3. EFFECTS OF THE DAM AFTER 50 YEARS. The emplacement of the dam has significantly changed the dynamics of flowing water along Salug Daku River and has obstructed the transport of sediments from upstream to downstream, which leads to the following consequences:

a. Sand and gravel aggregates have accumulated especially in the first 3-kilometer upstream starting from the dam (Figures 4 & 5). Since most of these sediments cannot cross the dam, the upstream section will pile up and will eventually elevate the river channel to the level of the floodplain. Dredging of the dam water storage has been done in order to maintain the volume capacity of the dam. Once the capacity of the channel to hold water is reduced, flooding will become more frequent in the upstream section of the Salug Daku River. Furthermore, aggregates may pile up in the upstream section to dangerous levels which may eventually cause debris flow event during a typhoon and may potentially bury parts of Poblacion Mahayag.

b. Deposition of river aggregates stretches even as far as 20 kilometers upstream from the NIA Dam. Coarse-grained aggregate materials particularly cobbles and boulder size have accumulated along the upstream river channel for a stretch of roughly 14 kilometers from the NIA Dam to the river confluence in Brgy New Tangub (Sergio Osmena); after which, Salug Daku River splits into two upstream river tributaries similarly with abundant aggregate materials. The western tributary channel is roughly 7-kilometer long from Brgy New Tangub up to Brgy San Isidro (Sergio Osmena), while the eastern tributary is roughly 5-kilometer long from Brgy New Tangub up to Brgy San Juan (Sergio Osmena). River channels that are filled with aggregates have lower capacity to store water and have tendency to easily overflow during heavy rains and submerge surrounding farmlands.

Figure 4.  Accumulation of aggregates along the upstream section of Salug Daku River: [A] at 2 km from the NIA Dam; [B] at 2.3 km from the NIA Dam, and [C] at 2.7 km from the NIA Dam.

Figure 5. Accumulation of aggregates along the upstream section of Salug Daku River: [D] at 3.5 km from the NIA Dam; [E] at 5.5 km from the NIA Dam, and [F] at 6.4 km from the NIA Dam.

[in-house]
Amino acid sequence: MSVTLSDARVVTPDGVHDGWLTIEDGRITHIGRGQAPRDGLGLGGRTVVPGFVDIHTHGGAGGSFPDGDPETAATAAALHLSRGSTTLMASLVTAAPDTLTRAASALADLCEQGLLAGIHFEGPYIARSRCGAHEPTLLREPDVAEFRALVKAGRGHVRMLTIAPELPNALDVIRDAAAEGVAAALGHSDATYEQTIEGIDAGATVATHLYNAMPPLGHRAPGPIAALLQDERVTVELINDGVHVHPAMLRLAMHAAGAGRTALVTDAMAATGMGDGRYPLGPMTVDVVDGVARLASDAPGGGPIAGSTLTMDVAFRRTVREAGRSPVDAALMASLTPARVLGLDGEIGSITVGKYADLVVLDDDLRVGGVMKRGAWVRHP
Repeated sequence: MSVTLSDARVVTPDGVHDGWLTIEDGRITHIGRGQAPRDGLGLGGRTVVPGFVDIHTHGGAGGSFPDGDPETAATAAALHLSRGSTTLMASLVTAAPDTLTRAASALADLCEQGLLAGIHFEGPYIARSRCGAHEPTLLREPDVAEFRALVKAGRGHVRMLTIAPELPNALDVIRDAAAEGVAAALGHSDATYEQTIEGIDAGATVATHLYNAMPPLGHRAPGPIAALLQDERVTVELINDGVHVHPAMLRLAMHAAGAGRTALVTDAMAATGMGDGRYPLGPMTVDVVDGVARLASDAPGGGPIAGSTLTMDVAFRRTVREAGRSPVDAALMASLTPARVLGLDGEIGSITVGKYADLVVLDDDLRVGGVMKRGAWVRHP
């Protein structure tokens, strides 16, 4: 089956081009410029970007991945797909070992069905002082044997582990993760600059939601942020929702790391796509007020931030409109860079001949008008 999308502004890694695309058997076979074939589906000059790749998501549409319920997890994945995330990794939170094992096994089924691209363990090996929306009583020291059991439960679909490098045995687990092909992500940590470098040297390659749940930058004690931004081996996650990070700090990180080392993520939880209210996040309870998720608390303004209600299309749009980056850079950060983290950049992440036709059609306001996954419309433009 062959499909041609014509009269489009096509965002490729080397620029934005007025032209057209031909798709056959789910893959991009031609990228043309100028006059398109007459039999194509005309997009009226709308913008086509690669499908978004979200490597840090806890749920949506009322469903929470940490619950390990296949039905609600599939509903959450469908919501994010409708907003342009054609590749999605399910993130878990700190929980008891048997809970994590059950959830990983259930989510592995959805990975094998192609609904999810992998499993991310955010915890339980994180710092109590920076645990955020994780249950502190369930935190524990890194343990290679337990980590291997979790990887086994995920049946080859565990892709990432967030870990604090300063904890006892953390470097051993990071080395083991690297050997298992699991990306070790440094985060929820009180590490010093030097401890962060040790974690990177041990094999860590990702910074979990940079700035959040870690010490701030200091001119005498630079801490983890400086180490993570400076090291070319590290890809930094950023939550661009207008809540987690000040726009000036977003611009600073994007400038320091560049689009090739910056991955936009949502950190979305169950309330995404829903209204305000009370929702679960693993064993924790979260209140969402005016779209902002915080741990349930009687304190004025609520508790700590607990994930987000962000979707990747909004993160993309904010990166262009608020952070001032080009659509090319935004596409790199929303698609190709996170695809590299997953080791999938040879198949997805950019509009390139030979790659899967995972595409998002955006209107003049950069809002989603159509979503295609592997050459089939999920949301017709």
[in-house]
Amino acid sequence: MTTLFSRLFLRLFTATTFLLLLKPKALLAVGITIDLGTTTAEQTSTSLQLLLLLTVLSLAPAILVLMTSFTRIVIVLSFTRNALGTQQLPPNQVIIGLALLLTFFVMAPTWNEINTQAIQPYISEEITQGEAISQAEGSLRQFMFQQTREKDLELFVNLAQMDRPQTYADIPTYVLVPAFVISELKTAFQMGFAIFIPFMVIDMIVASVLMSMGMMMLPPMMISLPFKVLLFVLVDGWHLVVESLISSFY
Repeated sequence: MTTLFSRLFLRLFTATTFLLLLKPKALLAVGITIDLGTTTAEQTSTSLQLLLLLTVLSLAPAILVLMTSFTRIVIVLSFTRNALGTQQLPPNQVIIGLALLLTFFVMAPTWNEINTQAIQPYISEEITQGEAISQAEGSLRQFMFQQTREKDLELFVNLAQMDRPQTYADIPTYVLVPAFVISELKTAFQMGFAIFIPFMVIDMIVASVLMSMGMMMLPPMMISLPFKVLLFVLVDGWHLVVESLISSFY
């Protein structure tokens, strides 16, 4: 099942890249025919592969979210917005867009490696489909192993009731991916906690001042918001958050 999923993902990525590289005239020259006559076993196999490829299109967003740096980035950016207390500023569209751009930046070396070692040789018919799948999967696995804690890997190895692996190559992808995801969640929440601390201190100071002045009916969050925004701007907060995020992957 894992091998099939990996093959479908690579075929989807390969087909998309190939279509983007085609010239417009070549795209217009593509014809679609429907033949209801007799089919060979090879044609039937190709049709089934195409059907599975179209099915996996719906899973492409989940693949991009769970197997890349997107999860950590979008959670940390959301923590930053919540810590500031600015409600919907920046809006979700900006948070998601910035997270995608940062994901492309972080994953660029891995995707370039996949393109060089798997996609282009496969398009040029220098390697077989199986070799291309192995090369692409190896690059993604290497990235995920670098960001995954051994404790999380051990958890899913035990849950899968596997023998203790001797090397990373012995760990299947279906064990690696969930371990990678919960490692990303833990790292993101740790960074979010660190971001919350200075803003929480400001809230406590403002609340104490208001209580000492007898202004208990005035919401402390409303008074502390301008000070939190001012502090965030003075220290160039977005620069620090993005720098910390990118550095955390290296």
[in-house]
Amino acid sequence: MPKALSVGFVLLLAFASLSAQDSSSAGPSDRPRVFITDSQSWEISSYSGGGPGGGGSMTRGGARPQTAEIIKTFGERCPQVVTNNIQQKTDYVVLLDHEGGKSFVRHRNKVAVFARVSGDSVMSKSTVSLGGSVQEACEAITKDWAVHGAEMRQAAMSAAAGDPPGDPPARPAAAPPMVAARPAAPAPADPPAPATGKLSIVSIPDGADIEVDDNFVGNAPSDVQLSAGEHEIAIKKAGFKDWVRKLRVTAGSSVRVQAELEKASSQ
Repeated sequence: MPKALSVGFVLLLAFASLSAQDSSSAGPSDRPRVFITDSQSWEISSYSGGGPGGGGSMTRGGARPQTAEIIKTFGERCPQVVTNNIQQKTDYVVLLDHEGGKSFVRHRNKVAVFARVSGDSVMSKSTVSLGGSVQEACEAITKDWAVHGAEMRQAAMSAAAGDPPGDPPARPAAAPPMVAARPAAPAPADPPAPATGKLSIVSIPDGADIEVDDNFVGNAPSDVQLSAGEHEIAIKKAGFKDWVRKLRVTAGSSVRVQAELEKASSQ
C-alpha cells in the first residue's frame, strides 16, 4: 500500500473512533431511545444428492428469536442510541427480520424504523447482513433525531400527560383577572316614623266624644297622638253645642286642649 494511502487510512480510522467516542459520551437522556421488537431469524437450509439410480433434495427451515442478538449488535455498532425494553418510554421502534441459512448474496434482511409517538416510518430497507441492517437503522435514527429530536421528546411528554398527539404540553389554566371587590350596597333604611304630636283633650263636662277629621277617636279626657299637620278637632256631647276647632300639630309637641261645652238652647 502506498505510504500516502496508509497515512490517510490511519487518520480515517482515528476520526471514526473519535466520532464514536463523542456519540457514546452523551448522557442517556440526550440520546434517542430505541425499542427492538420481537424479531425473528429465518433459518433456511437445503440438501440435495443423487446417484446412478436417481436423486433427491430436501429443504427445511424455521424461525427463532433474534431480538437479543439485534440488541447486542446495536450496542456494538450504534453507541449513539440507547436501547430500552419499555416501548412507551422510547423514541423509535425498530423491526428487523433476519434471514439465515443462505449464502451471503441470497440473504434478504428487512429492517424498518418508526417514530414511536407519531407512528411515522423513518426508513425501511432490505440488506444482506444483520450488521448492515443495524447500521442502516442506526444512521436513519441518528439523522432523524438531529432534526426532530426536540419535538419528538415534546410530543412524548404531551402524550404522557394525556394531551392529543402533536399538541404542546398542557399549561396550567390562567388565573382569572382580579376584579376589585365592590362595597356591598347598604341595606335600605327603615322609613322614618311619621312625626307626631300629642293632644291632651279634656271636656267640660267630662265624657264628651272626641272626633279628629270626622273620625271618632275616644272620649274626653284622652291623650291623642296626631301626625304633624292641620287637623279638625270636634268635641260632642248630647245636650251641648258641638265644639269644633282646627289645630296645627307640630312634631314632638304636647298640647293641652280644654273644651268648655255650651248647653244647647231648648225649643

c. The downstream section of Salug Daku River after the dam is deprived of new sediments specifically larger clast-size such as cobble and boulder due to the obstructive NIA Dam constructed in the 1970’s. Without this dam, the loss of aggregates that were naturally taken away by floodwater would have been replenished by new sediments arriving from upstream. Despite the fact that no quarrying has been allowed between the NIA dam and the Mahayag Bridge, and within the 1-kilometer downstream stretch of the river from the bridge as per Section 79 (a) of the DENR Administrative Order (DAO) No. 2010-21, the river channel continues to deepen. On the other hand, finer sediments such as pebble, granules, sand, silt and clay are carried by floodwater in suspension during heavy rainfall, thus, able to pass through the dam and cross into the downstream section of the river, leaving the cobble to boulder size aggregates behind trapped along the upstream.

Figure 6. The damaged Apron of the NIA Dam is caused by the progressive deepening of this part of the river channel. The channel has deepened by up to 3 meters. In the 1970s, the riverbed was in the same level as that of the Apron of the dam, indicated by the plane drawn by lines. The deepening is caused by scouring of the river bed in the downstream section especially by the floodwater that descends by at least 5 meters high across the dam (8° 7’ 58.33”; 123°26’ 11.96”).

d. The water flow crosses the dam with sudden drop in elevation of at least 5 meters from the crest spillway to the downstream riverbed. Such drop adds more energy to the floodwater that it scours the riverbed deeper and erodes the riverbank at the downstream side of the dam. This also results in undermining the Apron structure of the dam and foundation, which eventually leads to collapses around the edges of the dam structure (Figure 6). During flood events, the floodwater about 3 to 5 meters above normal water level will simply glide across this 5-meter drop across the dam. This entails a tremendous amount of energy hitting the riverbed below the DAM and dragging all the aggregates large and small downstream. Such process has been prevailing for about 50 years resulting in lowering of the riverbed by 2 meters and in some sections 3 meters. The overall result is gradual deepening of the river channel in the downstream section of the dam, while the shallowing prevails in the upstream section.